Francis, (as her master of the horse,] All from the Common Office for a was commanded to attend her body to Confessor not a Bishop, (p. 855,) except Granada, where it was to be buried. [At the following.

Granada the coffin was opened, in order

that he might swear to the magistrates of FIRST VESPERS.

the city that it was indeed the body of

the late Empress,) and the sight of the As regards St. Francis, these begin awful change which death had made in with the Chapter.

her countenancel so thrilled him with The first verse of the Hymn is al- the thought of our mortality and cortered.

ruption, that he bound himself by vow,

as soon as he lawfully might, to give up Prayer throughout the Office.

all things, and to serve the King of LORD Jesus, Who art Thyself the

kings only. From that time he so adEnsample and the Reward of true vanced in Christian graces, that his life humility, we beseech Thee that as Thou might be called the miracle of princes, didst make Thy blessed servant Francis

showing, in the midst of a vast mass of glorious in following Thee by setting business, an image of perfection attained earthly greatness at nought, so Thou

in a cloister. wouldest grant unto us likewise to share in the same imitation and glory: Who

Fifth Lesson. livest and reignest with God the Father: HIS wife, Eleanora de Castros died

of Holy Ghost, one (of , ,) and God, world without end. Amen.

[in 1551] he entered the Society of A Commemoration is made of the JESUS, that therein he might hide nimpreceding. Prayer from their office.

self more safely, and bar by the obligation of a vow the path to dignities.” He was the worthy leader of many

princes who have embraced a life of The first verse of the Hymn is altered.

hardship, and Charles V. himself when he resigned the Empire did not deny that he had been moved and shown the

way by Francis. In his struggle after Lessons from Scripture according to austerity Francis, by fasting, by iron the Season.

chains, by the roughest of hair-cloth, 1 It was so disfigured that no one knew it, and he could only swear to its identity be. cause, from the care he had taken, he was sure no one could have changed it on the road.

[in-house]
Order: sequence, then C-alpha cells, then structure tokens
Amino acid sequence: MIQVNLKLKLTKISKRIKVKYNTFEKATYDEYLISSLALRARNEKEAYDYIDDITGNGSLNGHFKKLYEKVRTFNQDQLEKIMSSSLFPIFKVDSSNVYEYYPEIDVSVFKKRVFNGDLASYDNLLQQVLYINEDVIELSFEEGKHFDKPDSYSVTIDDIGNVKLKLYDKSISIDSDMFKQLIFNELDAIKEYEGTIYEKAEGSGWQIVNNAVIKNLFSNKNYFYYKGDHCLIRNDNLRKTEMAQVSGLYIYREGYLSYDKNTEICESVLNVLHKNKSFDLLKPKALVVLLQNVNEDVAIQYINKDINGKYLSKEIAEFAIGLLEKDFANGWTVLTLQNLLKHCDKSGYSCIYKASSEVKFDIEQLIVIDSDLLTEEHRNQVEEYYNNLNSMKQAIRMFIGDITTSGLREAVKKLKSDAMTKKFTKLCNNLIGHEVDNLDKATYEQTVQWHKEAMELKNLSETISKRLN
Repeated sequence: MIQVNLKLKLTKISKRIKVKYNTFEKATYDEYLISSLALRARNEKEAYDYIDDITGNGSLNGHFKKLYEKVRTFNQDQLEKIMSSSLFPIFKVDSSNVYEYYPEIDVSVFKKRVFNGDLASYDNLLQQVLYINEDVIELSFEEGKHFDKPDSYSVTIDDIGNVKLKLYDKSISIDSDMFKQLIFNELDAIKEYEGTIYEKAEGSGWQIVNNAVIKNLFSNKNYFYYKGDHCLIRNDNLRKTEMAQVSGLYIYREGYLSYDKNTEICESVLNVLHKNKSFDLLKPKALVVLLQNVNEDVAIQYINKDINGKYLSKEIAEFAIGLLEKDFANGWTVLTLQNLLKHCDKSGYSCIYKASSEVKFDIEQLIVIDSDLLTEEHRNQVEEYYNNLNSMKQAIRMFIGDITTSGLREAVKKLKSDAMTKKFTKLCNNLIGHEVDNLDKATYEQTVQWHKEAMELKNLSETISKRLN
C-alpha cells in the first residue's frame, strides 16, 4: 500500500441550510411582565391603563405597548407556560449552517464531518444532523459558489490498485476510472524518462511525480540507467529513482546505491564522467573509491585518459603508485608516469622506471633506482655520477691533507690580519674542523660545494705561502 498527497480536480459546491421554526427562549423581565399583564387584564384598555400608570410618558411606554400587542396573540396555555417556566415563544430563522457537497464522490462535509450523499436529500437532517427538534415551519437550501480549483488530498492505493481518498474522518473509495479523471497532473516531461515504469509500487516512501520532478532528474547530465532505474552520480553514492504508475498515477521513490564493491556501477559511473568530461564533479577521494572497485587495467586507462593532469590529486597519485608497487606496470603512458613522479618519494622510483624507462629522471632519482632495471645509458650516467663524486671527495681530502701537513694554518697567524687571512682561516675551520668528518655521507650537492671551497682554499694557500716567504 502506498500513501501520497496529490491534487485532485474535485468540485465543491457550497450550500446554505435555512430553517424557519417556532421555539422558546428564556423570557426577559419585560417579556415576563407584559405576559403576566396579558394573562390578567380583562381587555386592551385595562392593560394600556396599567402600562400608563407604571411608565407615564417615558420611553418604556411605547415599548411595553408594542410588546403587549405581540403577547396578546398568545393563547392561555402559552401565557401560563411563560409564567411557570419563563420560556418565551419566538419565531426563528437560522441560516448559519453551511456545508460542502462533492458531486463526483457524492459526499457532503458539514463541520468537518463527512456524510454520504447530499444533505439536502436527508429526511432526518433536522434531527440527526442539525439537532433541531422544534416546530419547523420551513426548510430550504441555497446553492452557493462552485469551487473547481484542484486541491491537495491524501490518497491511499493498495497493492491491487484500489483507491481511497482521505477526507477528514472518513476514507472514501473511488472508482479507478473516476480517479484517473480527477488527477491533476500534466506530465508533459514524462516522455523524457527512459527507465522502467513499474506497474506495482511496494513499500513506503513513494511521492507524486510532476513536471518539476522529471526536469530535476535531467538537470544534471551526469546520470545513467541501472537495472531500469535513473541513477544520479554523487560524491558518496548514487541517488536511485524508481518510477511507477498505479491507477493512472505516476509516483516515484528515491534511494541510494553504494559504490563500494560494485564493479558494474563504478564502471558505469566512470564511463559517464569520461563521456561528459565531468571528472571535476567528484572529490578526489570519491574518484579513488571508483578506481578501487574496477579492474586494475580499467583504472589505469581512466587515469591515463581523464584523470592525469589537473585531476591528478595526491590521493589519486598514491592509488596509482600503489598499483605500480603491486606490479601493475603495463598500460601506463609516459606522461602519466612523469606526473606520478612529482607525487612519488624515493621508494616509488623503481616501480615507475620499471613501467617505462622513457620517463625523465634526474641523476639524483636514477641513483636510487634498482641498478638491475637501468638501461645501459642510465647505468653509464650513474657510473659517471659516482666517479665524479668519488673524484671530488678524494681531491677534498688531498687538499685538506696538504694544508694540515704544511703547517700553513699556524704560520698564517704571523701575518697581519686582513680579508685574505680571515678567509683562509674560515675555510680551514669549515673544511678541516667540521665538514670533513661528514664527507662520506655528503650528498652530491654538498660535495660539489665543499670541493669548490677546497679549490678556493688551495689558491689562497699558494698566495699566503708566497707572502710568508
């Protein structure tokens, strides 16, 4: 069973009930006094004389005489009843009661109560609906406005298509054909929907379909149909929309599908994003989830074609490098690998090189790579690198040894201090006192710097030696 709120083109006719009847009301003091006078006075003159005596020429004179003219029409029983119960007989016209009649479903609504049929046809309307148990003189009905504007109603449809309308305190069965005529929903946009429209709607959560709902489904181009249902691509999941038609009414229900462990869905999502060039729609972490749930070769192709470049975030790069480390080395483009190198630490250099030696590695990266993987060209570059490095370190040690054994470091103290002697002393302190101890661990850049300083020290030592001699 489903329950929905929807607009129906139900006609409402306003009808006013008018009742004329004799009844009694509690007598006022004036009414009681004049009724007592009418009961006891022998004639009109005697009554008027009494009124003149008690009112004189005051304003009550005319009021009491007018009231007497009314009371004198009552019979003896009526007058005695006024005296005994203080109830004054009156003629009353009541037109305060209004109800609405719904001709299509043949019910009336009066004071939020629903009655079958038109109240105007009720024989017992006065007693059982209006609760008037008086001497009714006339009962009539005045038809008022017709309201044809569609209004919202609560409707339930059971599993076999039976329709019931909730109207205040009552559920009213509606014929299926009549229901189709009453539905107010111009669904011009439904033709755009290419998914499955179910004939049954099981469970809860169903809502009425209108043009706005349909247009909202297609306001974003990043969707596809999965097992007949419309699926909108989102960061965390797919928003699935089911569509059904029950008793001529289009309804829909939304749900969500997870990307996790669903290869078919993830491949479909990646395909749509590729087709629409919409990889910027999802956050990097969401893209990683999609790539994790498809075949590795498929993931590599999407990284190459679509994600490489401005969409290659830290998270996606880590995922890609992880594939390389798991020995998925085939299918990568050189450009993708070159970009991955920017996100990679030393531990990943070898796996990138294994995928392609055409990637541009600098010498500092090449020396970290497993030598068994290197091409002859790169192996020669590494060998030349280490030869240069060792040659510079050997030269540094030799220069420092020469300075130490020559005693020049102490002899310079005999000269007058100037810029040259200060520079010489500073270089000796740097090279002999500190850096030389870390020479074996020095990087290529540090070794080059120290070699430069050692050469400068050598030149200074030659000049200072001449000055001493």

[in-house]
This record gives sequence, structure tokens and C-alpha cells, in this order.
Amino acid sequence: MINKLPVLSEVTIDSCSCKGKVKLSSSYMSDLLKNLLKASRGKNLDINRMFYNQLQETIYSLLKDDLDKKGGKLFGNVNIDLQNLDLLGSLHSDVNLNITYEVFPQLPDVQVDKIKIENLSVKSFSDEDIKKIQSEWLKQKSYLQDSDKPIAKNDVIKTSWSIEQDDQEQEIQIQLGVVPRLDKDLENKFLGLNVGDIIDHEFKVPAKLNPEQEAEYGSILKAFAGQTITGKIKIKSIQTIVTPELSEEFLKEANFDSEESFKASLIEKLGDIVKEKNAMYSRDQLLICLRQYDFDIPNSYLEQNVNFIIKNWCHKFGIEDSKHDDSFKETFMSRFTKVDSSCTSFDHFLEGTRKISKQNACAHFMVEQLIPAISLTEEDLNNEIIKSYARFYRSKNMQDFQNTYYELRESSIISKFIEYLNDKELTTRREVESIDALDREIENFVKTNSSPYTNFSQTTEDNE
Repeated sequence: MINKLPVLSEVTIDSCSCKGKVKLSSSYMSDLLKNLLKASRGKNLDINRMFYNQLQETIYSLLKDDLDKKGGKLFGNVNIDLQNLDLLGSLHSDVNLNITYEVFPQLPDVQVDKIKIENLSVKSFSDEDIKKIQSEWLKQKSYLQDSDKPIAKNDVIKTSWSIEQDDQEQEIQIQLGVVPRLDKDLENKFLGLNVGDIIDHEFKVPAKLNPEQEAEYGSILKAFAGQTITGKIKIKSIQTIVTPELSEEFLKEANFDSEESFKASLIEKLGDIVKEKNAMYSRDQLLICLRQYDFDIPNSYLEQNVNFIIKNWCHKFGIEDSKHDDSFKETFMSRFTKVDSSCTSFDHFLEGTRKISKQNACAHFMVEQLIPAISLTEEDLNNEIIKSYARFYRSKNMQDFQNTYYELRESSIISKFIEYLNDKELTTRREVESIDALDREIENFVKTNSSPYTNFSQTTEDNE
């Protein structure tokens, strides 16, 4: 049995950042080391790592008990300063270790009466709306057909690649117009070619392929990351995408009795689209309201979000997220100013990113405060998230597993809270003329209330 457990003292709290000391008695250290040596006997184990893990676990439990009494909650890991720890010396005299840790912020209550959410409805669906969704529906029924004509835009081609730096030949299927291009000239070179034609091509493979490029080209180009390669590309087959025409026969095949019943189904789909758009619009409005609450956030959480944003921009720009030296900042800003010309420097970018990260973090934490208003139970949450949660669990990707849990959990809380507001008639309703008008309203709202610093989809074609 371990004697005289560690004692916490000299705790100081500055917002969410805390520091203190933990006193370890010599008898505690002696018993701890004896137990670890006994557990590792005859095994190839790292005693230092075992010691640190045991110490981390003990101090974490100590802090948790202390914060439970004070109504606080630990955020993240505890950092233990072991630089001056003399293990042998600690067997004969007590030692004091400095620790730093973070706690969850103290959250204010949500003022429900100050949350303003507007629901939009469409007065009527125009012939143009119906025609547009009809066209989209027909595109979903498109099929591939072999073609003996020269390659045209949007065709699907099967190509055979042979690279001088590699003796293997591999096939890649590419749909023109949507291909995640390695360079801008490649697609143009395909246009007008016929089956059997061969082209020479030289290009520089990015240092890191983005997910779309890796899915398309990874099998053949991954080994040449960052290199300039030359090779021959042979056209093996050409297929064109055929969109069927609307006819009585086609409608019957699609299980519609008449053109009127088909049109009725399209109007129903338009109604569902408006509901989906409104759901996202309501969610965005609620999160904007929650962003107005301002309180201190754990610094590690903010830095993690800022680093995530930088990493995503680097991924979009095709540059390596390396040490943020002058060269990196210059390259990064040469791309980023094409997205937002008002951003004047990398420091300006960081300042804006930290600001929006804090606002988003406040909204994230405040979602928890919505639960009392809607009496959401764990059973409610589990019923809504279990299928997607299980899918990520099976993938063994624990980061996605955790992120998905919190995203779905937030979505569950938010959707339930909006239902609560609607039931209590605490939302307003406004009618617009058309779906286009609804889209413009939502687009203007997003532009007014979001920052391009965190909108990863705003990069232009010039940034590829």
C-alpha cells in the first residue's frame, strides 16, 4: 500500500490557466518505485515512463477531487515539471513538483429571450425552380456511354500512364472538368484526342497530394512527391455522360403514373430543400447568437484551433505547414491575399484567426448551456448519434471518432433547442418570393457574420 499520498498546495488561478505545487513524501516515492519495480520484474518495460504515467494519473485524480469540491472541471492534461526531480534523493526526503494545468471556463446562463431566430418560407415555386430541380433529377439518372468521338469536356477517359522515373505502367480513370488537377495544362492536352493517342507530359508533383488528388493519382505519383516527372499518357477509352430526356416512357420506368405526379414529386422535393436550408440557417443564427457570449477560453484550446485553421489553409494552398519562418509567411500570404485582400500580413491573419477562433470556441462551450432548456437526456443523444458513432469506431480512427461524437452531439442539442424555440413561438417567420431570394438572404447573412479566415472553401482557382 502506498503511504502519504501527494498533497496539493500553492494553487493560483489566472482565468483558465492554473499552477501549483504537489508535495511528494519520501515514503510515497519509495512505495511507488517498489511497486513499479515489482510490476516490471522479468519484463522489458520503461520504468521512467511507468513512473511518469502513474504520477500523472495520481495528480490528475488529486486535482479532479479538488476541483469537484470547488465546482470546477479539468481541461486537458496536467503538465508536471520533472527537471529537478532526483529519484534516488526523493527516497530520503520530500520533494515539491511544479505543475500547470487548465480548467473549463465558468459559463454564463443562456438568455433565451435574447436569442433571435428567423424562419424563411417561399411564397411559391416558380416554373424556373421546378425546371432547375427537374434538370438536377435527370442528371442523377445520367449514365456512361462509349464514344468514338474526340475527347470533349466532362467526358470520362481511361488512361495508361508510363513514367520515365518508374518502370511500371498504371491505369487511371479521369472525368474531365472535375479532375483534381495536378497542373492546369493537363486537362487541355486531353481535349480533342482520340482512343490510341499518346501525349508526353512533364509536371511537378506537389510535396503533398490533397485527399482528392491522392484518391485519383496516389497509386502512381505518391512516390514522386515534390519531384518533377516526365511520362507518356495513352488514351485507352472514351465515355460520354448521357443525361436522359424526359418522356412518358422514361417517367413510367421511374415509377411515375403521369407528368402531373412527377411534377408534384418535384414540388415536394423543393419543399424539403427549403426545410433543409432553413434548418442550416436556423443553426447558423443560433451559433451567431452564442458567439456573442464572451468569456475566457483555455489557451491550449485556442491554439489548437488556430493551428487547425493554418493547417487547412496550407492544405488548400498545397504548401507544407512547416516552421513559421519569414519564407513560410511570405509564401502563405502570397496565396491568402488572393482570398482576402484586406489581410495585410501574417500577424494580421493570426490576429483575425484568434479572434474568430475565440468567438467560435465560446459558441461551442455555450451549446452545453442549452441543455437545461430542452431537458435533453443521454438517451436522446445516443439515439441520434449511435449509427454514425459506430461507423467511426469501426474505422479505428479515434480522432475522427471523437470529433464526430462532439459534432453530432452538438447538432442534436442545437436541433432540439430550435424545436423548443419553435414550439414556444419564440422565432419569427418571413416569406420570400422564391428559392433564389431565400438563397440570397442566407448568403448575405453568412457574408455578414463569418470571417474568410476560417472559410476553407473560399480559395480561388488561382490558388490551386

2 By permission of the Emperor, he was allowed to pass on to his son, while still alive, the Marquessate of Lombay, which had been conferred on him, and the Dukedom which he had inherited from his father.



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by long and bloody flagellations, and by he undertook the toil of the journey. denying himself any but very little He became much worse during the trasleep, reduced his body to the last de- velling, and on his return brought to a gree, but would still spare no toil to blessed end at Rome, as had been his overcome himself and to save souls.

desire, the pilgrimage of this life, [a Thus full of ghostly strength, he was little before midnight between the last appointed by holy Ignatius, [in the day of September and the first of Ocyear 1554,] Commissary-General of the tober,] in the sixty-second year of his Society in Spain, Portugal, and the own life, and that of salvation 1572. Indies, and (on the 2nd of July, 1565,] Holy Teresa, who used his advice, called notwithstanding all the precautions he him an holy man, and Gregory XIII., a could take to prevent it, he was chosen by faithful servant. He was famous for the general Congregation of the Society many and great signs and wonders, and to be General, being the third who held Clement X. at last numbered him among that office. In this position his wisdom the Saints. and holiness of life greatly endeared him to Princes and Popes, and besides

THIRD NOCTURN. founding or enlarging very many houses in divers places, he sent brethren into

Lessons from Matth. xix. 27, with the the kingdom of Poland, into the islands Homily of St. Jerome, (p. 809.) of the Ocean, and into the provinces of Mexico and Peru, and into other lands

OCTOBER 13. also Apostolic men who spread the Roman Catholic faith by their preaching, their sweat, and their blood.

St. Edward, Ring of England,

Sixth Lesson.

He thought so little of himself that